The U.S. Virgin Islands culture expresses itself in its unique cuisine, which has its origins in Africa, Puerto Rico, other West Indian islands, and Europe. Since many island recipes originate from times when imports were scarce, today's typical island fare includes locally grown and raised spices, tropical fruits, root vegetables, and meats.
One favorite local beverage is maubi, a slightly fermented drink concocted from ginger root, yeast, herbs, and the bark of the maubi tree. Non-alcoholic ginger beer, bush tea, soursop juice, and the creamy sea-moss cooler are also popular. Although restaurants in the U.S. Virgin Islands feature international cuisine such as French, Japanese, Italian, and Chinese, we encourage you to try island specialties such as conch fritters, fried plantains, sweet potato pudding, and curried chicken. Other Virgin Island specialties include:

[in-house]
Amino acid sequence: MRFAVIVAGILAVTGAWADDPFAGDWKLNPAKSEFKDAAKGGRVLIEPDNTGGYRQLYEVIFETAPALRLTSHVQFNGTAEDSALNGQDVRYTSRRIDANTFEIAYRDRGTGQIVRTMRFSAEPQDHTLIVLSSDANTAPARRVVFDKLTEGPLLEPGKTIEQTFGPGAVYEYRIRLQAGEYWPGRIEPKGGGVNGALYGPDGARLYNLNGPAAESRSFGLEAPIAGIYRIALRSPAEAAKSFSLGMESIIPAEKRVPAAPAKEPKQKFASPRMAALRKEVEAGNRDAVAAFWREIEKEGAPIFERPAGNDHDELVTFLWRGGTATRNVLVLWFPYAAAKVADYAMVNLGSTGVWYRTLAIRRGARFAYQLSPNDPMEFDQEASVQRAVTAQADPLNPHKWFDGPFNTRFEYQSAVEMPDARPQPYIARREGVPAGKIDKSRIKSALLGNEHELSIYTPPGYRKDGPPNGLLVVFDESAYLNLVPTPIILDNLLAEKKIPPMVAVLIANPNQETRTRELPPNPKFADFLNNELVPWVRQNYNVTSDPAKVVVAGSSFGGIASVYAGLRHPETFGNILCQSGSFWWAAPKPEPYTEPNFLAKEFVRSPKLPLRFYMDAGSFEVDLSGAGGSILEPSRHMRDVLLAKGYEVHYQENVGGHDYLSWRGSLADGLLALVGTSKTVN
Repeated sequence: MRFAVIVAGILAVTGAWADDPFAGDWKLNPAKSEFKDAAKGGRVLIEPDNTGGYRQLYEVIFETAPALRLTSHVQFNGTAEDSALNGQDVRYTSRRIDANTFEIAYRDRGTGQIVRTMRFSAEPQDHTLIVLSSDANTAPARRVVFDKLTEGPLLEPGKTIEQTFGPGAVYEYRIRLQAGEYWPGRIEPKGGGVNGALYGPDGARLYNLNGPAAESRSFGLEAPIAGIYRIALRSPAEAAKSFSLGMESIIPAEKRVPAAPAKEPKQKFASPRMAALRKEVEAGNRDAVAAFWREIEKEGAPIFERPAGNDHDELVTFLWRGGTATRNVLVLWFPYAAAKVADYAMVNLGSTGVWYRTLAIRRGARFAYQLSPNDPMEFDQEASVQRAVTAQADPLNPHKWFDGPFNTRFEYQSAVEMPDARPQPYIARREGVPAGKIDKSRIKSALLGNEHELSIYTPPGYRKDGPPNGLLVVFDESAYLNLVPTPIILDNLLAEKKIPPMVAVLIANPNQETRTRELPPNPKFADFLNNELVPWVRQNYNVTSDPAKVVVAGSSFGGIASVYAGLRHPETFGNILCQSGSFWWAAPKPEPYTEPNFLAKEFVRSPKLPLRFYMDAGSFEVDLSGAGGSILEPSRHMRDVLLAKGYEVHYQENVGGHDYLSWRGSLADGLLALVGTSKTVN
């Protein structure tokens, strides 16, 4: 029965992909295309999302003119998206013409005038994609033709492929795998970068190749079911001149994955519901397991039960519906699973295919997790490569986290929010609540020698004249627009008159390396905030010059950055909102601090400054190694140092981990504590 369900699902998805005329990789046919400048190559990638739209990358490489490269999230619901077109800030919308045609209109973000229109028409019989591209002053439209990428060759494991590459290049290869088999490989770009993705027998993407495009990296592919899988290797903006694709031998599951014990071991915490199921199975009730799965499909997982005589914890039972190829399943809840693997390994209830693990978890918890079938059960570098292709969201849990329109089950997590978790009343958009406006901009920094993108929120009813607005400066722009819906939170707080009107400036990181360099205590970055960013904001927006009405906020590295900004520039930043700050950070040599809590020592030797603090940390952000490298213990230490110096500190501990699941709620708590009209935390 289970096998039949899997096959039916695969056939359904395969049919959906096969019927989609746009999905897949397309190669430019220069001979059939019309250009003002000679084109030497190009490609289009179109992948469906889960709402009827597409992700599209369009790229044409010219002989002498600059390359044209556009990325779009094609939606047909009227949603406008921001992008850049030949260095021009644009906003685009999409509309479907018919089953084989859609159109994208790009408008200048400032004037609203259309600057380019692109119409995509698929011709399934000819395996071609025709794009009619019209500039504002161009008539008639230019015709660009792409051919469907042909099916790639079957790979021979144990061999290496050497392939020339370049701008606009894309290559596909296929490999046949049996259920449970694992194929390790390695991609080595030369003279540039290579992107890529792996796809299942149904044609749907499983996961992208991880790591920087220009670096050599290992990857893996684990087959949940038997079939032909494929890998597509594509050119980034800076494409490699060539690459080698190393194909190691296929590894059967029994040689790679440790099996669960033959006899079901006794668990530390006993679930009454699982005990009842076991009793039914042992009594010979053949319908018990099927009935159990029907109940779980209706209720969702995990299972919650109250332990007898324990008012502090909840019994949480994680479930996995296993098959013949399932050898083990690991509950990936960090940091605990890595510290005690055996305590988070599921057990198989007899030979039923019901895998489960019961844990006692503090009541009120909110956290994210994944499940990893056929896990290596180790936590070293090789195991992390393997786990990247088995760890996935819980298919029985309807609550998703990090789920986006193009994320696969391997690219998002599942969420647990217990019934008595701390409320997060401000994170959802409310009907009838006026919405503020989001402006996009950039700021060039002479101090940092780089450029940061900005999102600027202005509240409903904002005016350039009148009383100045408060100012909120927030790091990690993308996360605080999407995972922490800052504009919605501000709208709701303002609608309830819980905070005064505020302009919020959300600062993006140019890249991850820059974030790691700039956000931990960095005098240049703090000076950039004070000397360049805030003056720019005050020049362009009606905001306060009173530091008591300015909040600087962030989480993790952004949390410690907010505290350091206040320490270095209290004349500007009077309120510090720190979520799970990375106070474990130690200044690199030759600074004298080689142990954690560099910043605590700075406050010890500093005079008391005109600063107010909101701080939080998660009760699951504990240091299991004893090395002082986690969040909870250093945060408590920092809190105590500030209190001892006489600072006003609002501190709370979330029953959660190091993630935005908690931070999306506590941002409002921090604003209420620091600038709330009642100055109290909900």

Kallaloo a simmering stew of okra, meat, seafood, local greens, and spices
Souse a lime-flavored stock of pig's head, tail, and feet
Fungi a cornmeal and okra side dish that accompanies fried or boiled fish
Johnnycakes a deep-fried delicacy of unleavened bread
Lobster, wahoo, grouper, mahi-mahi, tuna, and other daily catches are staple menu items as well. If you have room for dessert, you might try a coconut or guava tart, locally made soursop ice cream, or rich rum cake and bread pudding.